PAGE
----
A Matter of Proportions: (thoughts on the 3D printed switcher)

  1. 3D Print Project Update
  2. A Matter of Proportions: (thoughts on the 3D printed switcher)

You all remember the 3D printed switcher I started working on this time last year, right? And, you’ve probably been wondering where that project has been going, right? Well, guys and gals, I’m here to give a little update. Not much of an update, but an update nonetheless.

When we last saw the little switcher, it looked like this. Cute and spunky. But, there was something that just wasn’t sitting right with me, and I’ve been pondering it for the last year! Talk about analysis paralysis! Well, the other day while preparing for a Zoom meetup with some other model rails, it hit me: Too tall, Jones! Too tall!”
Even with sideframes that don’t appear to be lifting the model to the heavens, it still looks out of proportion to this Bachmann boxcar, which resembles a typical eastern US 3-foot gauge boxcar, standing at least 6 scale inches taller than the car.
When compared to this early 2-foot gauge sized car, the supposedly diminutive switcher towers above the roof of the car. The first thought I had was that I should lower the shell on the chassis, which came from the Bachmann On30 United Traction trolley car. Unfortunately, there’s not enough width to drop the body down any further without making the hoods disproportionally wide. And, simply shortening the cab wouldn’t do, either, as they’re be no room for an O-scale person to fit properly.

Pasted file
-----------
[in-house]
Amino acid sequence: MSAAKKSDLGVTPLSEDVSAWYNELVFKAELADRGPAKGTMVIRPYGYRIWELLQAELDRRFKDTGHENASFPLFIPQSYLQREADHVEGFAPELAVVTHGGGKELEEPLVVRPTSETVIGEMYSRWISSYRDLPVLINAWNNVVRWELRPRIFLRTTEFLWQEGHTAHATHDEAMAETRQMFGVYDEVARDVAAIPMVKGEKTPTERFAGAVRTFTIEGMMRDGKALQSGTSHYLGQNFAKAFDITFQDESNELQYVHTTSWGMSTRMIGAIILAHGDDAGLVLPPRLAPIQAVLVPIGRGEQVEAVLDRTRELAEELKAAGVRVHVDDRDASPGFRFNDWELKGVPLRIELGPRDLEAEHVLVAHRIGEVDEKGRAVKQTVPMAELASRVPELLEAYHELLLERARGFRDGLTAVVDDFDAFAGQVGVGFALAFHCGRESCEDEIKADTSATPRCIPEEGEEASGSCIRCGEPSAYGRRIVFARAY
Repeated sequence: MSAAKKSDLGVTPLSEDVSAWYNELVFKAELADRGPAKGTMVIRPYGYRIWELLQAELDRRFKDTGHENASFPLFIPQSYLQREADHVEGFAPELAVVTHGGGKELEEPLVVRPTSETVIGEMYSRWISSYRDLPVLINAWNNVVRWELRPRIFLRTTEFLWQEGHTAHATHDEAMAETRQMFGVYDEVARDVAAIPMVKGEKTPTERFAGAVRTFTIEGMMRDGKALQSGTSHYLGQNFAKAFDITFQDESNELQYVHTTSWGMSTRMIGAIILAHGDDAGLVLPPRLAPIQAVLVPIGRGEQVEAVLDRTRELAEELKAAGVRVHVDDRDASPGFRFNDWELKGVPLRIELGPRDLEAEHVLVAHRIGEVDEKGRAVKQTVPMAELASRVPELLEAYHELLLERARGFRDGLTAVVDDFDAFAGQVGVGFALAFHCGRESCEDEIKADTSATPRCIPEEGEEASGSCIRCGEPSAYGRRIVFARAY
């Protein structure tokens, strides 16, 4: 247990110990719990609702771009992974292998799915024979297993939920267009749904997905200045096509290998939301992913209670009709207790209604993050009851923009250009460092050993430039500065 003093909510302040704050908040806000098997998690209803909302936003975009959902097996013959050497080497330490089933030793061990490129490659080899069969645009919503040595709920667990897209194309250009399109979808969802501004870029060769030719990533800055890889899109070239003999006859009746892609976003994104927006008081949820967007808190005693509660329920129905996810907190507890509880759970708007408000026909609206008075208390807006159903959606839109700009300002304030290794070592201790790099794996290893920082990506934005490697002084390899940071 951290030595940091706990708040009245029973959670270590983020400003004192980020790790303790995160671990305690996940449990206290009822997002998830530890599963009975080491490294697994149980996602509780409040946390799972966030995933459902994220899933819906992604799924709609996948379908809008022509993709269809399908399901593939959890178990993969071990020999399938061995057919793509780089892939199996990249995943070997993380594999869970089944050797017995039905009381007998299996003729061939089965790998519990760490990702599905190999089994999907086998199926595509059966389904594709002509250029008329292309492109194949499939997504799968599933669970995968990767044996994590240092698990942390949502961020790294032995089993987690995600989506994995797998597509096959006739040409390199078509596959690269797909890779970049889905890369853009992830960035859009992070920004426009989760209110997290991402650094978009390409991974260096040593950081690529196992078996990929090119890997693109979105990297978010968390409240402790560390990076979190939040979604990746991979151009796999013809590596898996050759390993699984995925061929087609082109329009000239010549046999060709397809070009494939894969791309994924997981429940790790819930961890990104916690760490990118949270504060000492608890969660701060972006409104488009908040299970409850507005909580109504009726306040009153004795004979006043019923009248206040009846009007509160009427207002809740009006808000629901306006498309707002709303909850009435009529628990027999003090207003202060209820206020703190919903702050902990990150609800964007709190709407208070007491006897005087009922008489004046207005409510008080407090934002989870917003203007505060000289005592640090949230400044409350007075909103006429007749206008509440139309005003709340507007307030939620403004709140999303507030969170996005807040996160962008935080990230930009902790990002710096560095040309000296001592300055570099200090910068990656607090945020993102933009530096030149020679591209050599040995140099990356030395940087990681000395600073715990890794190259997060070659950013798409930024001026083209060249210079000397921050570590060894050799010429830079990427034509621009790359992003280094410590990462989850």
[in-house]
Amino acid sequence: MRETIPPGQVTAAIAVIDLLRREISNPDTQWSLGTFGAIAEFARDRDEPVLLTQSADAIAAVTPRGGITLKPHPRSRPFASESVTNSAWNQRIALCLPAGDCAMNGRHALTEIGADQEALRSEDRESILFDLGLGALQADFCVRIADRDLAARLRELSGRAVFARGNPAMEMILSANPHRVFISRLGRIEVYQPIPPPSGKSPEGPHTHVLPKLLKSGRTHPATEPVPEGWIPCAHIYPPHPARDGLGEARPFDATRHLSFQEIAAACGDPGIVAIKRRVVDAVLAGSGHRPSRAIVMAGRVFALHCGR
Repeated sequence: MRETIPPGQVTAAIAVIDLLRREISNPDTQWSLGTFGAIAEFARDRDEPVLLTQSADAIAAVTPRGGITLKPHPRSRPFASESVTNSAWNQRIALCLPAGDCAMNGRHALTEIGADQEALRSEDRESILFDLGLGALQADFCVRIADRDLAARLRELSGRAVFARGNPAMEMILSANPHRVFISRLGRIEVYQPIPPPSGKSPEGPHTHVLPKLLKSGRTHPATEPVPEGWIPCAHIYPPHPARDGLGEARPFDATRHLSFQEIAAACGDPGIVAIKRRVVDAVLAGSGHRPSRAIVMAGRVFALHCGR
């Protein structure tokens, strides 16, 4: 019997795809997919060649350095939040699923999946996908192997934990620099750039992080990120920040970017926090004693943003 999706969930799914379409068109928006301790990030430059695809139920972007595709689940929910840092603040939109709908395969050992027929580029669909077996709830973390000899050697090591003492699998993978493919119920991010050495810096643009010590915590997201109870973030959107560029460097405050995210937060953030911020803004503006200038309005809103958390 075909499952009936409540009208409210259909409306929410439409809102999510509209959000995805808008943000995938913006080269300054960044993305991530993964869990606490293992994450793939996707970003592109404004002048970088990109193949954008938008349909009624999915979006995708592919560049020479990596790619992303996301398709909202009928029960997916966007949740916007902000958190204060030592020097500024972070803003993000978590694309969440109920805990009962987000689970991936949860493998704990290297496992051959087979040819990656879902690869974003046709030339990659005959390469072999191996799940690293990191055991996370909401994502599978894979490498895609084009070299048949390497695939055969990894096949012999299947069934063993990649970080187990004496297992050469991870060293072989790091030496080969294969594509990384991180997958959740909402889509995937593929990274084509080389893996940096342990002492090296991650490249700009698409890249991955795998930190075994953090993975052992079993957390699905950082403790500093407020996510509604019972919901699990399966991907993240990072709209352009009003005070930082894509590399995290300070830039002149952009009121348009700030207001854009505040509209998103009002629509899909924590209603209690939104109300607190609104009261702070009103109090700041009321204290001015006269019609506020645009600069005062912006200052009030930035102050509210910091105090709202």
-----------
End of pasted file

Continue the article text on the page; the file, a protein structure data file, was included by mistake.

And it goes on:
During the process of scaling the body up from the original OO9 design by Tom Bell, I’d run a couple of other test prints that ended up being too long to use with the trolley chassis. I dug them out, and at the same time, discovered that I’d squirrelled away a chassis from a 2nd-generation Bachmann HO GE 44-ton switcher. I’d probably picked it up to use with a Boulder Valley Models conversion that I no longer have.

With a little bit of adjustment, I found that one of the older bodies fit the 44-ton chassis perfectly! And, not only are the proportions of the little critter better both by itself, but also when staged next to a standard Bachmann On30 boxcar. And …
… it also looks better alongside the early Maine 2-foot car.

Obviously, this version is missing the side doors and window frames I’d added to the original. And, there are some other internal modifications that need to be made, like removing some flanges that followed from the original OO9 model for mounting to body to the Kato N gauge power chassis, beefing up the floor a little bit, and adding some some panels between the trucks where the fuel tank is. I may also shorten the body by about 1 scale foot. But, I think this is definitely the basis for a nice little critter. What’s more, there’s plenty of room for installing battery power without cluttering up the cab with electronics.

I still have a plan for at least one of the two trolleys I bought for this project: they’ll be perfect for making a pair of 3/8n20 boxcabs.

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